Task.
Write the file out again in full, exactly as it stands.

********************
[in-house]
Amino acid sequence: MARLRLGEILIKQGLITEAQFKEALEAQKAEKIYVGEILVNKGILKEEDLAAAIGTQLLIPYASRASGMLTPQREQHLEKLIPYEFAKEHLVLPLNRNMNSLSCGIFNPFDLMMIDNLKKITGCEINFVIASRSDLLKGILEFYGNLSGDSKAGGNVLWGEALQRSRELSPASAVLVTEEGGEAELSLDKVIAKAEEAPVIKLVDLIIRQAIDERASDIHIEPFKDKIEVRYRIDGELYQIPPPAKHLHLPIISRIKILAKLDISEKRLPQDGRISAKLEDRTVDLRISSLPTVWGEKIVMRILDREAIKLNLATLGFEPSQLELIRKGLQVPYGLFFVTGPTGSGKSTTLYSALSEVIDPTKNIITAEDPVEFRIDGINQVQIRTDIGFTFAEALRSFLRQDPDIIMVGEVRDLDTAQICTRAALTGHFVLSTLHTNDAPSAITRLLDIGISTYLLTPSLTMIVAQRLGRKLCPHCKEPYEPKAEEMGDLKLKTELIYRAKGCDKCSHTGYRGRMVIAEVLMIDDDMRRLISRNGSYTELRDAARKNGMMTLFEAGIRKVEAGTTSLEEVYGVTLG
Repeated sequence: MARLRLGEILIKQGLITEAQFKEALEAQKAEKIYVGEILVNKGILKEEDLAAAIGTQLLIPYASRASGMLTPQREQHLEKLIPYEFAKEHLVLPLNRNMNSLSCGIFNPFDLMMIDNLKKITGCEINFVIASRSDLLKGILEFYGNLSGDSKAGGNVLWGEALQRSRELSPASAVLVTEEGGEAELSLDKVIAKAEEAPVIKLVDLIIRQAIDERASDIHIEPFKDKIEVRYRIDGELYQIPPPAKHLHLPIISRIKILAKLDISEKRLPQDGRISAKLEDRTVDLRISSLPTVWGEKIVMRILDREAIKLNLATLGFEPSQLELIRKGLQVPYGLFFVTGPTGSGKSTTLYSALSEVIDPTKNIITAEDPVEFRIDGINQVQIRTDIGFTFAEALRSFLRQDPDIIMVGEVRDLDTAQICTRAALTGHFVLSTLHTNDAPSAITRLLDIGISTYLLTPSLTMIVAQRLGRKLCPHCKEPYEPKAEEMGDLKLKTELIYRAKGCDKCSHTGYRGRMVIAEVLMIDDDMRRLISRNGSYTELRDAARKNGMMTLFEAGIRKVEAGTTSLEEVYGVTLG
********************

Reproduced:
[in-house]
Amino acid sequence: MARLRLGEILIKQGLITEAQFKEALEAQKAEKIYVGEILVNKGILKEEDLAAAIGTQLLIPYASRASGMLTPQREQHLEKLIPYEFAKEHLVLPLNRNMNSLSCGIFNPFDLMMIDNLKKITGCEINFVIASRSDLLKGILEFYGNLSGDSKAGGNVLWGEALQRSRELSPASAVLVTEEGGEAELSLDKVIAKAEEAPVIKLVDLIIRQAIDERASDIHIEPFKDKIEVRYRIDGELYQIPPPAKHLHLPIISRIKILAKLDISEKRLPQDGRISAKLEDRTVDLRISSLPTVWGEKIVMRILDREAIKLNLATLGFEPSQLELIRKGLQVPYGLFFVTGPTGSGKSTTLYSALSEVIDPTKNIITAEDPVEFRIDGINQVQIRTDIGFTFAEALRSFLRQDPDIIMVGEVRDLDTAQICTRAALTGHFVLSTLHTNDAPSAITRLLDIGISTYLLTPSLTMIVAQRLGRKLCPHCKEPYEPKAEEMGDLKLKTELIYRAKGCDKCSHTGYRGRMVIAEVLMIDDDMRRLISRNGSYTELRDAARKNGMMTLFEAGIRKVEAGTTSLEEVYGVTLG
Repeated sequence: MARLRLGEILIKQGLITEAQFKEALEAQKAEKIYVGEILVNKGILKEEDLAAAIGTQLLIPYASRASGMLTPQREQHLEKLIPYEFAKEHLVLPLNRNMNSLSCGIFNPFDLMMIDNLKKITGCEINFVIASRSDLLKGILEFYGNLSGDSKAGGNVLWGEALQRSRELSPASAVLVTEEGGEAELSLDKVIAKAEEAPVIKLVDLIIRQAIDERASDIHIEPFKDKIEVRYRIDGELYQIPPPAKHLHLPIISRIKILAKLDISEKRLPQDGRISAKLEDRTVDLRISSLPTVWGEKIVMRILDREAIKLNLATLGFEPSQLELIRKGLQVPYGLFFVTGPTGSGKSTTLYSALSEVIDPTKNIITAEDPVEFRIDGINQVQIRTDIGFTFAEALRSFLRQDPDIIMVGEVRDLDTAQICTRAALTGHFVLSTLHTNDAPSAITRLLDIGISTYLLTPSLTMIVAQRLGRKLCPHCKEPYEPKAEEMGDLKLKTELIYRAKGCDKCSHTGYRGRMVIAEVLMIDDDMRRLISRNGSYTELRDAARKNGMMTLFEAGIRKVEAGTTSLEEVYGVTLG